Travel TechnologyCountries around the world are offering remote workers love and amazing locations.

Hey digital nomads, it's not just about Bali

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Governments that fail to address remote work in immigration policies is “a missed opportunity”, says a new report from the Migration Policy Institute.
Governments that fail to address remote work in immigration policies is “a missed opportunity”, says a new report from the Migration Policy Institute. Photo Credit: GettyImages/Farknot_Architect

Digital nomads rejoice. Countries around the world are falling over themselves to attract remote workers to their shores with incentives ranging from special airfares to accommodation.

It’s not just Bali that is trying to tempt digital nomads to work and play in Canggu or Ubud and, in the process, boost a local tourism economy devastated by the Covid pandemic.

How about Curaçao in the Caribbean, part of the Leeward Antilles? Digital nomads can set up base in the Dutch colonial town of Willemstad, relax between work sessions on beautiful beaches and stay six months with the possibility of an extension for another six months.

A new report from the Migration Policy Institute reveals that more than 25 countries offer visa programmes for digital nomads, allowing them to work legally with few constraints.

Curaçao too far away? Prefer Spain? Nearly 30 small municipalities in Spain have come together to form the National Network of Host Villages for Teleworking to encourage remote workers to stay in their rural towns and villages.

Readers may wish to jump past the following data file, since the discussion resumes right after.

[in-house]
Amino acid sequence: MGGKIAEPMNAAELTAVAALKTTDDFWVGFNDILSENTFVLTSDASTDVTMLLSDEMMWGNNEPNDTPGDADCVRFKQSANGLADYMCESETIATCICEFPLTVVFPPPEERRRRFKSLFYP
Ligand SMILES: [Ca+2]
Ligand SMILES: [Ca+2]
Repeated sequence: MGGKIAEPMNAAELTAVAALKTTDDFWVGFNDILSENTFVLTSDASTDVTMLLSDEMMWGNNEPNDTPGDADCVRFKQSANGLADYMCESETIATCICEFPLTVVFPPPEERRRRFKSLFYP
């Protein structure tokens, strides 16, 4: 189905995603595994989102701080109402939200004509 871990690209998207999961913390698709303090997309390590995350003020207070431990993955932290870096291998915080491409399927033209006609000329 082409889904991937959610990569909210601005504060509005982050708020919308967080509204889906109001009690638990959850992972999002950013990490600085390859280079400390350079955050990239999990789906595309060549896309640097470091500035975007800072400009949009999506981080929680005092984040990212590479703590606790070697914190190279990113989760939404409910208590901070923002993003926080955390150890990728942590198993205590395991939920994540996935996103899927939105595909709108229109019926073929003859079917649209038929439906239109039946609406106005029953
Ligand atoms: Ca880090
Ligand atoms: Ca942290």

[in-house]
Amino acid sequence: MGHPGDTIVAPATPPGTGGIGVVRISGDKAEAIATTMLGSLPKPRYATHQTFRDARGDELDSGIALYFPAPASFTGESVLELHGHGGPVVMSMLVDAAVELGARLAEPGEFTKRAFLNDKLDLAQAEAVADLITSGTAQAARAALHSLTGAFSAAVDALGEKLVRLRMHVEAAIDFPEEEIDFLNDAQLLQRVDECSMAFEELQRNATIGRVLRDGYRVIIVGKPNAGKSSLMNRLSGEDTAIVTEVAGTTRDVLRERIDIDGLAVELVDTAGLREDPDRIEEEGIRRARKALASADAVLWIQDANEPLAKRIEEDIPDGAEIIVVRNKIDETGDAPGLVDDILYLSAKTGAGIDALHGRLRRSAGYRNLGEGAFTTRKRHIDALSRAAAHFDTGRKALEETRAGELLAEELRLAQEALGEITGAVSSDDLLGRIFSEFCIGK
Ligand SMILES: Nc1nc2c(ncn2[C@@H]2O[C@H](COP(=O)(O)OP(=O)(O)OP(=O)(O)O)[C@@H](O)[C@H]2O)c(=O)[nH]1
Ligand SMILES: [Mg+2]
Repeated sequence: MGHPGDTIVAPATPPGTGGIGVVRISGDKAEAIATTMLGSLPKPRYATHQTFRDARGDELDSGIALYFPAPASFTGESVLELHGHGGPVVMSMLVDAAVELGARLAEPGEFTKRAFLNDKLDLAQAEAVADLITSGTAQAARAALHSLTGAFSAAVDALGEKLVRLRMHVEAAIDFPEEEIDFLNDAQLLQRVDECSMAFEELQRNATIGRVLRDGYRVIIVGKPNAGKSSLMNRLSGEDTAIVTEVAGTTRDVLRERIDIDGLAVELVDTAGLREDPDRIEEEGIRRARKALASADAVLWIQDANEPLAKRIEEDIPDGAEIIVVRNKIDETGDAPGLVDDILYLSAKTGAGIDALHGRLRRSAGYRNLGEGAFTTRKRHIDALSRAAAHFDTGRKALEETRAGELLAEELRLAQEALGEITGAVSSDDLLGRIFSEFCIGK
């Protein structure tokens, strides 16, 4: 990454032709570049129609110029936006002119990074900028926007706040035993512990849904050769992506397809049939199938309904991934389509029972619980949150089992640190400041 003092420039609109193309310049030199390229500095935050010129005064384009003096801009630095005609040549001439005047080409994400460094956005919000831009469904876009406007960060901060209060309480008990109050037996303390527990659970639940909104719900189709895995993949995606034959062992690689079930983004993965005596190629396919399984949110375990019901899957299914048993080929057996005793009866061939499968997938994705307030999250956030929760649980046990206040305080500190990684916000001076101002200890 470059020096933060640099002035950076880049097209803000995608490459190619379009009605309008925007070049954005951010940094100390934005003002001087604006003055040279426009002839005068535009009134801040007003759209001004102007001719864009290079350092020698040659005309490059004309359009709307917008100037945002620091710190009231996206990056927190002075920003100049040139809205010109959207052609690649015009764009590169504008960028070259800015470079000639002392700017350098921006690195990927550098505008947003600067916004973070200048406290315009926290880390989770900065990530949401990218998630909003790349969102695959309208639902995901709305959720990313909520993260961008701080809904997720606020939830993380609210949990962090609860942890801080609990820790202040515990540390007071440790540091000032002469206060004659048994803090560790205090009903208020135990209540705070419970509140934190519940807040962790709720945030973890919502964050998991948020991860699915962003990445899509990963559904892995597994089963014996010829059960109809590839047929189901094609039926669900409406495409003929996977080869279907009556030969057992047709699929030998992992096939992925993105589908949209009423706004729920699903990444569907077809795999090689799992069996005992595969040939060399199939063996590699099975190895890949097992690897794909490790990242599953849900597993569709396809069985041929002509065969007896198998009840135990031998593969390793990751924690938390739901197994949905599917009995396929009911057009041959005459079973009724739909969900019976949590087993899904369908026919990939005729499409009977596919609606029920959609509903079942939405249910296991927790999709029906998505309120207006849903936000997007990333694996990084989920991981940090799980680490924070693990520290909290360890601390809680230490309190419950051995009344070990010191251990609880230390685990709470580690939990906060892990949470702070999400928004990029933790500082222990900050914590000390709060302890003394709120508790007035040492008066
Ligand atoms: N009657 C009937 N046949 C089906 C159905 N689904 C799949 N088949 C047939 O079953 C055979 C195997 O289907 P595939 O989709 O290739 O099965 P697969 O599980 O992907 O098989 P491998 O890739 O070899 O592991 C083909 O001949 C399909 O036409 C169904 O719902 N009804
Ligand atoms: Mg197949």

For those seeking islands in the sun, Greece offers digital nomads an income tax reduction of 50% for a period of seven years to certain nationalities who commit to staying a minimum period of two years.

Another example? Argentina plans to offer digital nomads differential rates on accommodation, co-working spaces and internal flights with Aerolíneas Argentinas.

Requirements for digital nomad visas vary from country to country, but most are configured to ensure visa holders can support themselves without taking local jobs.

Kate Hooper and Meghan Benton, authors of the Migration Policy Institute, say that governments failing to address remote work in immigration policies is “a missed opportunity”.

“Growing remote work practices and norms could help revive declining regions if firms recruit workers living away from company headquarters or individuals move to less expensive areas to stretch their salaries
further and access more plentiful housing,” the authors added.

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